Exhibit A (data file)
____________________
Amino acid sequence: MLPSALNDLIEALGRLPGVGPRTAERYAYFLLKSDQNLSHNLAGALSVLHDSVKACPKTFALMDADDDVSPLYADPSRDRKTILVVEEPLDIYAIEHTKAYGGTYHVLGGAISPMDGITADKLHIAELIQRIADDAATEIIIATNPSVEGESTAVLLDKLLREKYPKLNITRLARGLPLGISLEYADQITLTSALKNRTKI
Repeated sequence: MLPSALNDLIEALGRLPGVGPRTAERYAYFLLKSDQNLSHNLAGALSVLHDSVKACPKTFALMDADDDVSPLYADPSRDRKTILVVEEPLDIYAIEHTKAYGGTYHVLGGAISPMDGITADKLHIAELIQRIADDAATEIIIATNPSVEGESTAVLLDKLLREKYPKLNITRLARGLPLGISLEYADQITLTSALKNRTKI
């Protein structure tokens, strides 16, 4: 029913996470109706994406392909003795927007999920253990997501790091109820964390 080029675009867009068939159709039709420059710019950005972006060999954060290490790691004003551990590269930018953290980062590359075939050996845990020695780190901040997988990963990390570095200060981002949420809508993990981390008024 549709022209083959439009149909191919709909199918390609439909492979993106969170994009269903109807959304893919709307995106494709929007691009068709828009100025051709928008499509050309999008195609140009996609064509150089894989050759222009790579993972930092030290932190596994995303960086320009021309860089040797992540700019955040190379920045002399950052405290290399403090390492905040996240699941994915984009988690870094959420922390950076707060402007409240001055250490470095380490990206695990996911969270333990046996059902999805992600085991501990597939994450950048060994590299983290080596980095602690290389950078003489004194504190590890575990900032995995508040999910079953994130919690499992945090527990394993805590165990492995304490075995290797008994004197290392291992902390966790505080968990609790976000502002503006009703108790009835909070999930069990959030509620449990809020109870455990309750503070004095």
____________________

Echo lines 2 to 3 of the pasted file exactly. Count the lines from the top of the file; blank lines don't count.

Repeated sequence: MLPSALNDLIEALGRLPGVGPRTAERYAYFLLKSDQNLSHNLAGALSVLHDSVKACPKTFALMDADDDVSPLYADPSRDRKTILVVEEPLDIYAIEHTKAYGGTYHVLGGAISPMDGITADKLHIAELIQRIADDAATEIIIATNPSVEGESTAVLLDKLLREKYPKLNITRLARGLPLGISLEYADQITLTSALKNRTKI
């Protein structure tokens, strides 16, 4: 029913996470109706994406392909003795927007999920253990997501790091109820964390 080029675009867009068939159709039709420059710019950005972006060999954060290490790691004003551990590269930018953290980062590359075939050996845990020695780190901040997988990963990390570095200060981002949420809508993990981390008024 549709022209083959439009149909191919709909199918390609439909492979993106969170994009269903109807959304893919709307995106494709929007691009068709828009100025051709928008499509050309999008195609140009996609064509150089894989050759222009790579993972930092030290932190596994995303960086320009021309860089040797992540700019955040190379920045002399950052405290290399403090390492905040996240699941994915984009988690870094959420922390950076707060402007409240001055250490470095380490990206695990996911969270333990046996059902999805992600085991501990597939994450950048060994590299983290080596980095602690290389950078003489004194504190590890575990900032995995508040999910079953994130919690499992945090527990394993805590165990492995304490075995290797008994004197290392291992902390966790505080968990609790976000502002503006009703108790009835909070999930069990959030509620449990809020109870455990309750503070004095």